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‘Girls’: Examining Lena Dunham’s Great, Misunderstood Project

A retrospective look at the controversial show.

Still from HBO's "Girls"
Lena Dunham's show has arguably received unfair hate. Credit: HBO

Lena Dunham‘s semi-autobiographical show about four young women navigating their twenties in New York City debuted on HBO on April 15, 2012. What followed was five years of relentless public disdain for the show and for Dunham herself. With a Girls resurgence upon us, it’s worth questioning whether or not such hatred was ever earned. Additionally, it’s worth wondering what such hatred says about real viewers and their likeness to Dunham’s characters which they don’t wish to see.

I was going to start this article by saying that I’ve just rewatched Girls, but that would be a lie. I’m never not watching Girls. It’s stayed in my television rotation (and in my heart) since I was 16 years old and really had no business watching that show at all. There’s little that’s calming or comfortable about viewing this series, but that in and of itself has become a great support to me as I move through my own disheveled twenties. Before exploring the criticism this show received because of the discomfort it caused, let me briefly introduce the main characters.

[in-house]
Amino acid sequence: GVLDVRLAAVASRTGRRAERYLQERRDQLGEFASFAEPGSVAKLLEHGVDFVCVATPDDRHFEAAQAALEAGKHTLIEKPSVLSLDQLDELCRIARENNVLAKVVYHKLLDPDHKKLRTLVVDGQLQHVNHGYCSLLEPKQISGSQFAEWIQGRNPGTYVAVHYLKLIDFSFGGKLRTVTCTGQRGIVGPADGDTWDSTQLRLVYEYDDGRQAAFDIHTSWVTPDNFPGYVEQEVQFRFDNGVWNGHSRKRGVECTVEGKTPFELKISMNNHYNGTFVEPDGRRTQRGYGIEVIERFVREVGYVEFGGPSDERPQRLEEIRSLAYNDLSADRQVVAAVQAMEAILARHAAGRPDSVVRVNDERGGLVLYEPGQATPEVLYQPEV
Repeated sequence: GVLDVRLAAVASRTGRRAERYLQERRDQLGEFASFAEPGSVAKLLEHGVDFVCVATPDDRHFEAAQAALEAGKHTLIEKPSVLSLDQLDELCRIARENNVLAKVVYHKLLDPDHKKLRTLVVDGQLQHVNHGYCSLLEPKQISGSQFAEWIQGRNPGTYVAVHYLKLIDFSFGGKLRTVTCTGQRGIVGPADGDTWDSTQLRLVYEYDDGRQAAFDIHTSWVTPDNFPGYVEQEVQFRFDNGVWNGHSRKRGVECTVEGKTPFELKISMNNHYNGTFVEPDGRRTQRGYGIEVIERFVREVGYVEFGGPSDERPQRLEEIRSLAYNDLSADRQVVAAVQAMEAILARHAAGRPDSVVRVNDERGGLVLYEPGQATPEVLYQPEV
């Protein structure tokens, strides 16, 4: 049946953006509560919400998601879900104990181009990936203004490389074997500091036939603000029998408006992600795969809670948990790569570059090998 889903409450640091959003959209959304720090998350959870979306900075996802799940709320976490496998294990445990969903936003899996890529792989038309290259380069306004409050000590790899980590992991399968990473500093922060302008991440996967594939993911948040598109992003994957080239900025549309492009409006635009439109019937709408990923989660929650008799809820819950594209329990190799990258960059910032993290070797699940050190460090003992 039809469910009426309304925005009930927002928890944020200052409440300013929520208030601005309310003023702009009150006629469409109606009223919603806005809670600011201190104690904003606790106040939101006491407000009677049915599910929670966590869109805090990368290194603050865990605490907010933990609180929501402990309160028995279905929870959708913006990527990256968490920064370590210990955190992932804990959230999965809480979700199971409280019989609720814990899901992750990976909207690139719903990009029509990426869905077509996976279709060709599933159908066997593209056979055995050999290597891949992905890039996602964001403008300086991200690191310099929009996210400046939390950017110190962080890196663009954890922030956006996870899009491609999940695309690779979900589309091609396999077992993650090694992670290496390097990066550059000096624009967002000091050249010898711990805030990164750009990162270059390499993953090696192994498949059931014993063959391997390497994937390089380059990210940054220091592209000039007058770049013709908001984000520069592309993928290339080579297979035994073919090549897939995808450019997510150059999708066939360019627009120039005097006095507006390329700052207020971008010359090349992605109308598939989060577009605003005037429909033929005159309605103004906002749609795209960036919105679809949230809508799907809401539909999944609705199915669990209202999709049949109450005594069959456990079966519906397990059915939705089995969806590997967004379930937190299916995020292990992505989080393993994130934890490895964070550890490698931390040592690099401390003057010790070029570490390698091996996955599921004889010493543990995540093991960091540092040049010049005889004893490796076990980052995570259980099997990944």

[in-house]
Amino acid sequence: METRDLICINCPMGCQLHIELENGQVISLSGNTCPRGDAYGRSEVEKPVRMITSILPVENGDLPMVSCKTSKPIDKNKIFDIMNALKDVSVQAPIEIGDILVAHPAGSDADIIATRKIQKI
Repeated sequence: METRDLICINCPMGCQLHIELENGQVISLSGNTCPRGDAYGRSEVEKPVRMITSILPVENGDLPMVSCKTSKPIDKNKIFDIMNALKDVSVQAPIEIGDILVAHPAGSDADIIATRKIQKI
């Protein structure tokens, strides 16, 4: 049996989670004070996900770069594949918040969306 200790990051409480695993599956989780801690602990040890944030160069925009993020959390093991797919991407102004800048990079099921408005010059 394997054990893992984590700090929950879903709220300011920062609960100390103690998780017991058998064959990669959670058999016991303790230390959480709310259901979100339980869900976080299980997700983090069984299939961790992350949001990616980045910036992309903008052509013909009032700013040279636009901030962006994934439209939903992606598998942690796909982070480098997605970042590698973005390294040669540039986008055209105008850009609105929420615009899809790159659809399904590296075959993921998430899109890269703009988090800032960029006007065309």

Characters

Lena Dunham sold Girls to HBO when she was only 23 years old. Her main characters are all of a similar age and have all the struggles that come along with it. There’s Hannah, a maladjusted, aspiring writer played by Dunham herself. Then there’s Marnie (Allison Williams), Hannah’s best friend who is uptight yet continually lost. Next is Jessa (Jemima Kirke), Hannah and Marnie’s sensitive college friend who feigns being a free spirit. Lastly is Shoshanna (Zosia Mamet), Jessa’s optimistic cousin who has her hopes and dreams beaten down by life time and time again.

Still from HBO's "Girls"
Girls, Season 1, Episode 4. Credit: HBO

Critiques

There were two camps of people watching Girls: television critics and the general public. Many critics actually regarded Dunham’s show positively, but the same could not be said of at-home viewers. People hated this show and they hated Dunham in turn.

One particularly loud critique of the series was that the characters were awful people and even worse friends, and that’s true. I agreed when I was 16, I agreed when I was 20, and I agree at 24. The difference now, however, is that I find myself identifying with these unlikable people all the more. Their selfishness and neuroses and anger are no longer so distant from my own. I have to wonder, now being their age, is that not the whole point? It seems obvious that this was always Dunham’s intention, to nod at and make sense of the ugliness of our twenties.

Still from HBO's "Girls"
Girls, Season 1, Episode 7. Credit: HBO

But such intention was unfortunately either ignored or entirely misinterpreted by audiences while the show was airing. Some viewers didn’t understand Dunham’s message because she delivered it satirically (and God forbid women be clever, I guess). Others understood the message but still disliked the series because of it. Needless to say, Girls was not typically revered by the public.